Today’s version of self-care is an interesting phenomenon to me. We live in a society where we are encouraged to hustle and never stop chasing our dreams, and our self worth is based on how productive we are or contribute to society. Businesses use the term “self-care” to market their services and products, such as telling us to “treat ourselves” to their luxury face mask or to get unhealthy food delivered because “we earned it.” It’s a constant cycle of having to redeem the act of taking care of oneself.
How does one define the act of self-care? Is it simply getting 7 hours of sleep each night or buying another subscription box of material items that will only bring us temporary joy? Or is it breaking up with someone you still love but know isn’t good for your overall well-being?
We’ve spent our entire lives convincing ourselves that we only deserve to rest if we’ve done something productive. But so-called “self-care” isn’t about getting to treat ourselves because we earned it: it’s an act of self-preservation. You shouldn’t have to earn the right to take care of yourself; it should be part of your daily ritual. Saying “no” might anger people, but it’s also how you exercise the right to your own freedom.
I know that, for myself, I spent many years unable to turn down a request or invitation because I felt obligated to engage. I got burnt out really bad last semester when I realized that no one really cared about what I was doing; they simply thought that I owed it to them. That definitely didn’t stop me from going out constantly or trying to socialize, but my extroverted soul could never stop that because I need it. However, these interactions were so much more meaningful because I was choosing to go to them instead of feeling obligated. I think that in itself is one form of self-care that I do for myself.
Chaos and clutter make me extremely nervous when it’s specifically in my own home or space, so things like washing the dishes, cleaning the counters, organizing things and folding the laundry bring me peace as well. It might not be what you think of when you hear the term “self-care,” but it is so healing for me, and I’m truly doing it for myself.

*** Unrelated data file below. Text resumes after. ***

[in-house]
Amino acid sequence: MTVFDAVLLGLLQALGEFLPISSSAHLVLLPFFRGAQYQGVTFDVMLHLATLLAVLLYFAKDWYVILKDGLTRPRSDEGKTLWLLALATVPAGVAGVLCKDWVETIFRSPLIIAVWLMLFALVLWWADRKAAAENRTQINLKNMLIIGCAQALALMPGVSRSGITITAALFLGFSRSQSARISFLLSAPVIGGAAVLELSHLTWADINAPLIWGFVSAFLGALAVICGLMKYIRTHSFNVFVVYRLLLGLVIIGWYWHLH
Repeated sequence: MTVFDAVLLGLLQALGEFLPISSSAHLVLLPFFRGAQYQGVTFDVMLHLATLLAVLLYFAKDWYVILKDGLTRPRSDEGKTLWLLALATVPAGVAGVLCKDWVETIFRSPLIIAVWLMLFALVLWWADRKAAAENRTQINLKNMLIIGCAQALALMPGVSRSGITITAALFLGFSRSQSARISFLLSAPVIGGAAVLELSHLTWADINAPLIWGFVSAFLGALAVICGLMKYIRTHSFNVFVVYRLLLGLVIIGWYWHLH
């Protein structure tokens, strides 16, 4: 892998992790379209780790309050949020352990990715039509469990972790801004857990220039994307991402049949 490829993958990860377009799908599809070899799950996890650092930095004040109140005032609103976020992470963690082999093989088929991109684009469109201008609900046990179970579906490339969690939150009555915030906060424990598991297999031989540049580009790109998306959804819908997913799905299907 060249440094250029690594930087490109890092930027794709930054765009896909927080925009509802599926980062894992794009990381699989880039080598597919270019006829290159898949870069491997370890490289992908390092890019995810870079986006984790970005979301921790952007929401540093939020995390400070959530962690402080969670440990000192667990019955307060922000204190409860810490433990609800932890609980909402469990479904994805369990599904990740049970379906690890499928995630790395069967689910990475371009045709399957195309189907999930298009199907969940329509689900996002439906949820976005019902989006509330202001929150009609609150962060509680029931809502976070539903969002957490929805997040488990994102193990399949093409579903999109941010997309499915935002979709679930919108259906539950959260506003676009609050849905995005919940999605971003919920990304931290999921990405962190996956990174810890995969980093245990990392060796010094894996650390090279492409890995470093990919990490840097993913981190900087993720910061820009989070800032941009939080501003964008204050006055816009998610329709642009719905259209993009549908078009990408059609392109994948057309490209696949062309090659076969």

And, of course, I spent many nights in trying to connect with my cat, read, and sometimes just stare at the ceiling. I think there is something so powerful about the ability to think about literally nothing. (See: meditation.)
Self-care also has an interesting meeting point with self-harm, and I think that a lot of people don’t realize this. Staying in because you’re anxious instead of taking the opportunity to bond with people you really love, ordering lots of unhealthy food constantly or buying luxurious items that you don’t need when you’re already on a budget. Getting a new tattoo, a new piercing, going out and getting drunk or making decisions that you think will be funny but actually harm your body can all be seen as things that you “earned” but ultimately can be defined as self-harm as opposed to self-care. I suppose that this is something that you have to figure out for yourself, but it’s easy to keep harming yourself under the guise of this phenomenon of “self-care.”
I once read a quote (that I am currently using as my Instagram bio): “I did it out of love. You don’t owe me anything.” It really stuck with me and changed the way I see things. When you do things that aren’t out of love, you wear yourself out. Your expectations that other people will appreciate you or return the favor will tear you apart and bring out an evil in you that you didn’t know existed. But when you only do things out of love… your energy changes. The acts of kindness that you in fact do are so much more meaningful, and you will connect with the people you love on another level. You don’t feel this greed or this anger building when people don’t notice you. Even if you’re doing something for someone else, you’re really doing it for you. That is the ultimate form of self-care to me.
Self-care looks different to each and every individual, and it’s also something that you have to figure out on your own. I am still working on finding my own inner peace, but I truly hope that you will find yours too. Whatever it may be, just know that you don’t owe anyone anything, but you do owe this to yourself.